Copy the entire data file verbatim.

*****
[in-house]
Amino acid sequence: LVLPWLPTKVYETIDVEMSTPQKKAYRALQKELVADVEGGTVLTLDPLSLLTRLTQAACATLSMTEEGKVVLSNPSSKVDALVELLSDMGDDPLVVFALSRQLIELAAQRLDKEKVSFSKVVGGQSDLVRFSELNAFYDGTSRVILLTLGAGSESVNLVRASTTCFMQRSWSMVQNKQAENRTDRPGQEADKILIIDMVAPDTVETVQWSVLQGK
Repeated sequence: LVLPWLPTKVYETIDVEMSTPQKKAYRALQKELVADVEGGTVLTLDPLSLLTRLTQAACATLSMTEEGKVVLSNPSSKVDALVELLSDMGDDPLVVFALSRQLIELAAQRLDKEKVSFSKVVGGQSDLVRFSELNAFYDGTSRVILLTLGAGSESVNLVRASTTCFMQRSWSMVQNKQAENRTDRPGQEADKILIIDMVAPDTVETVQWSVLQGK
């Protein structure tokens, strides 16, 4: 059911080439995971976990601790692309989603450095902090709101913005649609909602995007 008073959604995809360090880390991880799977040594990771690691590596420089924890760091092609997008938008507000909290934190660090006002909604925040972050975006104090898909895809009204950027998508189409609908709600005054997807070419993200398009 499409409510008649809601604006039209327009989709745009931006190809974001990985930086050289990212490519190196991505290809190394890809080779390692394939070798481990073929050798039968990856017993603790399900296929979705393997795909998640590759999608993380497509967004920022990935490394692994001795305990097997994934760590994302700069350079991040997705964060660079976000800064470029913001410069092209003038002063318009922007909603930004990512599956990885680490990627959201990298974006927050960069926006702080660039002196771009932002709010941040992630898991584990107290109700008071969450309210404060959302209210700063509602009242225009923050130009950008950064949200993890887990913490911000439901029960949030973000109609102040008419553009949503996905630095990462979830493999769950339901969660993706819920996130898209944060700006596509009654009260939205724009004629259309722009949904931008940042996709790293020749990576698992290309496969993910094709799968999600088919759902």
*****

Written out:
[in-house]
Amino acid sequence: LVLPWLPTKVYETIDVEMSTPQKKAYRALQKELVADVEGGTVLTLDPLSLLTRLTQAACATLSMTEEGKVVLSNPSSKVDALVELLSDMGDDPLVVFALSRQLIELAAQRLDKEKVSFSKVVGGQSDLVRFSELNAFYDGTSRVILLTLGAGSESVNLVRASTTCFMQRSWSMVQNKQAENRTDRPGQEADKILIIDMVAPDTVETVQWSVLQGK
Repeated sequence: LVLPWLPTKVYETIDVEMSTPQKKAYRALQKELVADVEGGTVLTLDPLSLLTRLTQAACATLSMTEEGKVVLSNPSSKVDALVELLSDMGDDPLVVFALSRQLIELAAQRLDKEKVSFSKVVGGQSDLVRFSELNAFYDGTSRVILLTLGAGSESVNLVRASTTCFMQRSWSMVQNKQAENRTDRPGQEADKILIIDMVAPDTVETVQWSVLQGK
């Protein structure tokens, strides 16, 4: 059911080439995971976990601790692309989603450095902090709101913005649609909602995007 008073959604995809360090880390991880799977040594990771690691590596420089924890760091092609997008938008507000909290934190660090006002909604925040972050975006104090898909895809009204950027998508189409609908709600005054997807070419993200398009 499409409510008649809601604006039209327009989709745009931006190809974001990985930086050289990212490519190196991505290809190394890809080779390692394939070798481990073929050798039968990856017993603790399900296929979705393997795909998640590759999608993380497509967004920022990935490394692994001795305990097997994934760590994302700069350079991040997705964060660079976000800064470029913001410069092209003038002063318009922007909603930004990512599956990885680490990627959201990298974006927050960069926006702080660039002196771009932002709010941040992630898991584990107290109700008071969450309210404060959302209210700063509602009242225009923050130009950008950064949200993890887990913490911000439901029960949030973000109609102040008419553009949503996905630095990462979830493999769950339901969660993706819920996130898209944060700006596509009654009260939205724009004629259309722009949904931008940042996709790293020749990576698992290309496969993910094709799968999600088919759902």